Progress in life and work involves setting goals, laying a plan you will follow towards those goals and taking the first step, the next, et cetera. Right? Is it really that simple? Perhaps. But, what if you are hamstrung by life’s circumstances, age, competing pursuits or demands. How do you even know if you are ready to pursue that brass ring? When other people suggest to you, “hey, you should apply for that promotion”, and you hear yourself saying, “I’m not ready”, what are you really saying? Could it be that this is a goal that you simply didn’t consider? Are you prepared enough? When will you be ready for that move? In short, what’s the hold-up? And more clearly, what exactly are your goals in life, in work? No small task to get to the bottom of that one, but well worth it. You are worthy of the effort.
I have often been baffled by people who cannot articulate their goals. I always knew what I wanted to be and everything was part of that larger plan, in pursuit of that goal. I was a driven child, teen, young woman, a self-described “real trooper” and clearly action-oriented. (Sitting still continues to be a challenge!) So, I didn’t get it when others couldn’t say what they wanted to be when they grew up, graduated, moved away; I also lacked sympathy for those who didn’t just get on with things and move towards some goals…ANY goals. Until it happened to me. My goal to become a professional actor was attained and there was, suddenly and unexpectedly, something missing. My goal was a flop and I had no idea why. It was heartrending and confusing; moreover, I had no idea what to DO next. And that is the rub: I was confusing action for progress. I lacked my own sense of clarity around my goals simply because I had been pursuing the very same thing for so long such that it never occurred to me to get clear on what it was about that dream – acting – that stirred me to pursue it. It was a goal disconnected from who I was and what I valued.
In order to set a goal, one that you can commit to, hold yourself capable of attaining and accountable for pursuing, regardless of the hurdles, you need to became clear about why it is important to you – the value it will deliver to you. If you are unclear on the value a goal has for you, it’s impossible to set the right goals, to pursue the right goals or to stay the course when hurdles emerge. Goal setting, for the sake of goal setting, is an activity, a series of actions masquerading as progress or fulfillment. Goal setting first requires clarity in order to anchor those goals, to ensure they are true and to test them out before you hit any rough water.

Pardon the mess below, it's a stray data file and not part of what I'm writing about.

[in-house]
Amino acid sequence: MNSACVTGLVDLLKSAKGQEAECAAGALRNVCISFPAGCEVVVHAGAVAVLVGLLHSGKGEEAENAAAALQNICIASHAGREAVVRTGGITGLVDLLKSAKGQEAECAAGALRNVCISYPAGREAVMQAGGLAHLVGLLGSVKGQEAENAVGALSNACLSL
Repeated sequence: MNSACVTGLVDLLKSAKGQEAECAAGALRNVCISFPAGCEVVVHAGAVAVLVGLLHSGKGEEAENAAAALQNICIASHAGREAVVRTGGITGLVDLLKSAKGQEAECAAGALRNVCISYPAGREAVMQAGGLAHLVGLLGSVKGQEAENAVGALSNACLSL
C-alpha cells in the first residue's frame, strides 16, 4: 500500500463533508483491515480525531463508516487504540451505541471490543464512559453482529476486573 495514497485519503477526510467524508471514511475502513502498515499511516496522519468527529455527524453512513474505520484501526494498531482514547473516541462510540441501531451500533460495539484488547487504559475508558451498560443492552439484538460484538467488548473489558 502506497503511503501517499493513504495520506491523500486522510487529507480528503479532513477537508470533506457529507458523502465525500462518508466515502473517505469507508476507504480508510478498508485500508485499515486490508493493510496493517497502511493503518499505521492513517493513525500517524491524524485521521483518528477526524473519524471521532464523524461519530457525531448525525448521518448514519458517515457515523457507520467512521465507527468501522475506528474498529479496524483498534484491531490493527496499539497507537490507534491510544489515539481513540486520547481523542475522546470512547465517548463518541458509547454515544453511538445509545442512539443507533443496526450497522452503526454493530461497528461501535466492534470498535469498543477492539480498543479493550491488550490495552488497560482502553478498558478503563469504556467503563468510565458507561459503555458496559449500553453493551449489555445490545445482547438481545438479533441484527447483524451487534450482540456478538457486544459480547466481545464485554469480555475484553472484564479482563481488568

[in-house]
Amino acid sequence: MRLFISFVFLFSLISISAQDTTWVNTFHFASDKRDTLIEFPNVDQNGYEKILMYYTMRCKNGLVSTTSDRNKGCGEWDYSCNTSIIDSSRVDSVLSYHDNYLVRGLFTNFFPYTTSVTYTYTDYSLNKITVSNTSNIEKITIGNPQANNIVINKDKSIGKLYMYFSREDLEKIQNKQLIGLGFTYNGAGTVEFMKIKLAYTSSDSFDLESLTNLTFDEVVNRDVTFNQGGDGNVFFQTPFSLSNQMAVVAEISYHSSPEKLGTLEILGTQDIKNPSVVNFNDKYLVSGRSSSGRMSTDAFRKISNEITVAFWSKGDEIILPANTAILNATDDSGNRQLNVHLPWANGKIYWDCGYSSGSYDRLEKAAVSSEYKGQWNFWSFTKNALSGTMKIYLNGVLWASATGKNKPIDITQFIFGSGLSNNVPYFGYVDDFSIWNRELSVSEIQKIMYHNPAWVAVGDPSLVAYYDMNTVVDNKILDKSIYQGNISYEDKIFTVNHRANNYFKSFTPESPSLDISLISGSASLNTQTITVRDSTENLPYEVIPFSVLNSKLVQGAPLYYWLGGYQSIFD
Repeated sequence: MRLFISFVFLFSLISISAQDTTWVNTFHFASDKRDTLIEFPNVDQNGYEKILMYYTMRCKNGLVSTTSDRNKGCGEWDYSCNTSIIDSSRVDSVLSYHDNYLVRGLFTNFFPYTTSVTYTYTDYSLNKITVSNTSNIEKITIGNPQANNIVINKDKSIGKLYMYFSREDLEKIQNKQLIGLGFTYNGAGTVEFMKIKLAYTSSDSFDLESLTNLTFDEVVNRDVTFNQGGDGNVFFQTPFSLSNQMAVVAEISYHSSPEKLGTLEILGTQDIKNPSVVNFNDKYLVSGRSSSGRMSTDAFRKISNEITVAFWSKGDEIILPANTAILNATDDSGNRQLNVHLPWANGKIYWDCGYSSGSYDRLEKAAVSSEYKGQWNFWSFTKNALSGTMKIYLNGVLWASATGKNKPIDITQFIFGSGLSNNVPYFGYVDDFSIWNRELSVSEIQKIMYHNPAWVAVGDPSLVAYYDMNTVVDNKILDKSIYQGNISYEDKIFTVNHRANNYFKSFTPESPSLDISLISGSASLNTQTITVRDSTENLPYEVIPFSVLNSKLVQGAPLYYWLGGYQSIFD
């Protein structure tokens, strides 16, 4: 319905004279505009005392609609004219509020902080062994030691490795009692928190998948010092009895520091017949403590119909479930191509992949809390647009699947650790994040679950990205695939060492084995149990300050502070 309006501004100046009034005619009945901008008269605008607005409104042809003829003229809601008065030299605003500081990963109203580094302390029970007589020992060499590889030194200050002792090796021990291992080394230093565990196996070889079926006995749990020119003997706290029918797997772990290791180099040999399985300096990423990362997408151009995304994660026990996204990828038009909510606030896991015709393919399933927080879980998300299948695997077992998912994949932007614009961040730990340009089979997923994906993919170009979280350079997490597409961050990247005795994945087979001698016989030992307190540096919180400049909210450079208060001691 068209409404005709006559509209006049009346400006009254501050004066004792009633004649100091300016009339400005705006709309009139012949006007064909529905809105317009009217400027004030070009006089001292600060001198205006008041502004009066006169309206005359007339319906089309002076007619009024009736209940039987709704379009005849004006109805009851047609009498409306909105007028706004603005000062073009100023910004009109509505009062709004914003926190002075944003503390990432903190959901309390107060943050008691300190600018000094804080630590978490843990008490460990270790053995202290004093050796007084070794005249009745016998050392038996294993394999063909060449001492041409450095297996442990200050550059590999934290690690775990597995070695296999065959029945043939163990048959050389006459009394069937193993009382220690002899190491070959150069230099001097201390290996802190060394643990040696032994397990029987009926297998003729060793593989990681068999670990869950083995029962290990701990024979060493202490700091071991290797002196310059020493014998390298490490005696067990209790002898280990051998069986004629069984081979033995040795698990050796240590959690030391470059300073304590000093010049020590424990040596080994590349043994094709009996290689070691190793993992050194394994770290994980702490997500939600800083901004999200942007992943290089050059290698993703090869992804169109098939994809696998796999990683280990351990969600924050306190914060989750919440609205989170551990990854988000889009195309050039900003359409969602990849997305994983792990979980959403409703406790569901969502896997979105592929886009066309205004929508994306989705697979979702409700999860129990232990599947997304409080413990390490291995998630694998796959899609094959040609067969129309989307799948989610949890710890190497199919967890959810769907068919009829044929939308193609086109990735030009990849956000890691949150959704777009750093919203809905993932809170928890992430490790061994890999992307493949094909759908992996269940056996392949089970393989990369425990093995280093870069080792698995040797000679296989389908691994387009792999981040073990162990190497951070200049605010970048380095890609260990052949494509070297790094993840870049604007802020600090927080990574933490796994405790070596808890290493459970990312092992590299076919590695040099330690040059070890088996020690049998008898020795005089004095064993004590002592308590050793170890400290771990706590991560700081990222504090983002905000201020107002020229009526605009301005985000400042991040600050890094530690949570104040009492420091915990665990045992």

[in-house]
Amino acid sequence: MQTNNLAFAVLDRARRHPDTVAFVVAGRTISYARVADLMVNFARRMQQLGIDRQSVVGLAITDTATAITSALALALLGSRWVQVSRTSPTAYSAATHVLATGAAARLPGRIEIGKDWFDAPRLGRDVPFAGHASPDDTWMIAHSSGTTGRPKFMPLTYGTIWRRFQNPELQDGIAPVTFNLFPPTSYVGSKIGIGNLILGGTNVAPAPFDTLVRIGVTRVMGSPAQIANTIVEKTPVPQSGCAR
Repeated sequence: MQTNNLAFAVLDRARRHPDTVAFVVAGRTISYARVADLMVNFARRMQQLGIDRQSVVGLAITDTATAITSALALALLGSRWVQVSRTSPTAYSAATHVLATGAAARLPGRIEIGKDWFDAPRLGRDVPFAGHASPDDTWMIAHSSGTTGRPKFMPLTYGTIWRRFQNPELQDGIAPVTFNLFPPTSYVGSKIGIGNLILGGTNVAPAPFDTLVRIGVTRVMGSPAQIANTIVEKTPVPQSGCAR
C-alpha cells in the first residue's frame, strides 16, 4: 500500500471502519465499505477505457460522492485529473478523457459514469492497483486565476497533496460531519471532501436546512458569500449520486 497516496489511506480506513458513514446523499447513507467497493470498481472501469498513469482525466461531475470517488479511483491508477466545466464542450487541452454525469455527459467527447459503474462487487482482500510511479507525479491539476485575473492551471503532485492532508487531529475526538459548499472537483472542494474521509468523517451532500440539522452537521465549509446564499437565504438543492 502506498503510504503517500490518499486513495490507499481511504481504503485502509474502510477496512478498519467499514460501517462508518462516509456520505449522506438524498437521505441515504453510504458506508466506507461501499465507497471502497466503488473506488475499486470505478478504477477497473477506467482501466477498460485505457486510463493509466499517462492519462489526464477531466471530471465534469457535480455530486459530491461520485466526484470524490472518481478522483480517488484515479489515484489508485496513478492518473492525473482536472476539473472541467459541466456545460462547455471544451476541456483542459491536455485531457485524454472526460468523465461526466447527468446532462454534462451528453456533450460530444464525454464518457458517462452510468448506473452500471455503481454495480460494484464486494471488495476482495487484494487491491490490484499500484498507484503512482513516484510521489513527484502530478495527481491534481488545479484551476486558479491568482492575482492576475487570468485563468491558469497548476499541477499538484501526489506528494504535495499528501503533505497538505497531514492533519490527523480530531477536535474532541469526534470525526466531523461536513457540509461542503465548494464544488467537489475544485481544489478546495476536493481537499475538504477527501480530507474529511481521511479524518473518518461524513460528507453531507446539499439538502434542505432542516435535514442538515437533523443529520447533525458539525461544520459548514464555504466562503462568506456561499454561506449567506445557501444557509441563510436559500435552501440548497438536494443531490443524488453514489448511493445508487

Journaling is one of those activities that either strikes fear in hearts or connects deeply with leaders. And we are all leaders of one sort or other. I can identify with the fear as this unfinished blog/journal entry has been sitting on my desktop for a week looking at me expectantly. Still unfinished. And my business partner keeps bugging me to “write something, come on, you do it ALL the time”. He’s right. I do, so why is blogging any different. And what value will it hold?
Looking back at your school experiences might shed light on why each of us sides with either fear or connection with journaling / blogging / whatever we now call the semi permanent recording of our world. Having kept a journal since I was a child for personal reasons (in pencil, in case I wanted to go back and change my immature words) and then later in life as a theatre arts student for academic credit (thank you Dr. Norris for allowing us to use images, clippings and scribbles), I eventually identified with a certain sense of security in writing down my thoughts. It gave me, an extrovert, a ready-made sounding board for clarifying my thoughts, a vessel for collecting my emotions and containing them to some degree and helped me identify, stick to and celebrate goals. Now, I have multiple journals for various purposes. There’s the one I keep by my bed – which is always attractive and of high quality – the one that I record home renovation plans in, the scribbler with my poetry and song lyrics and even a portable journal I can slip into a pocket or briefcase. No doubt that when I am gone, my children will wonder if I ever looked up from the plethora of literature I have created through these journals; and that is a fitting legacy, I figure.
So, am I addicted to journaling? Could be. I can’t seem to leave my house without something to write on! And they have all been wonderfully useful; I love them all. There have been many a great plan born inside (that’s how I planned my start in real estate investing), trips dreamed up and executed (when Customs asks just what I bought in Italy or France, I KNOW), notes of greatness (random, chaotic, quotable and delicious) and life schematics (how WILL the furniture fit in the basement) that have seen first light in my spontaneous hand. Some plopped out on the back of a napkin with worldwide apologies to all the wait staff who never got their pens back. Or they shuffled into my tiny moleskin that is always in my briefcase – a ready-made source of Kelly-ism tweets good for at least 10 more years. You might say: timing impacts my journaling. When the mood strikes me, I MUST be able to record it, lest it be lost forever.
And so, I begin the Keystone Leadership Development Blog. Be kind, I don’t really know who’s reading right away, but I trust you will be careful with my Blog Baby. Remember, it’s just a journal with a beautiful cover into which I will pour my wonderings, revelations, curiosities and queries. It’s not that hard I figure; I have been doing it all my life.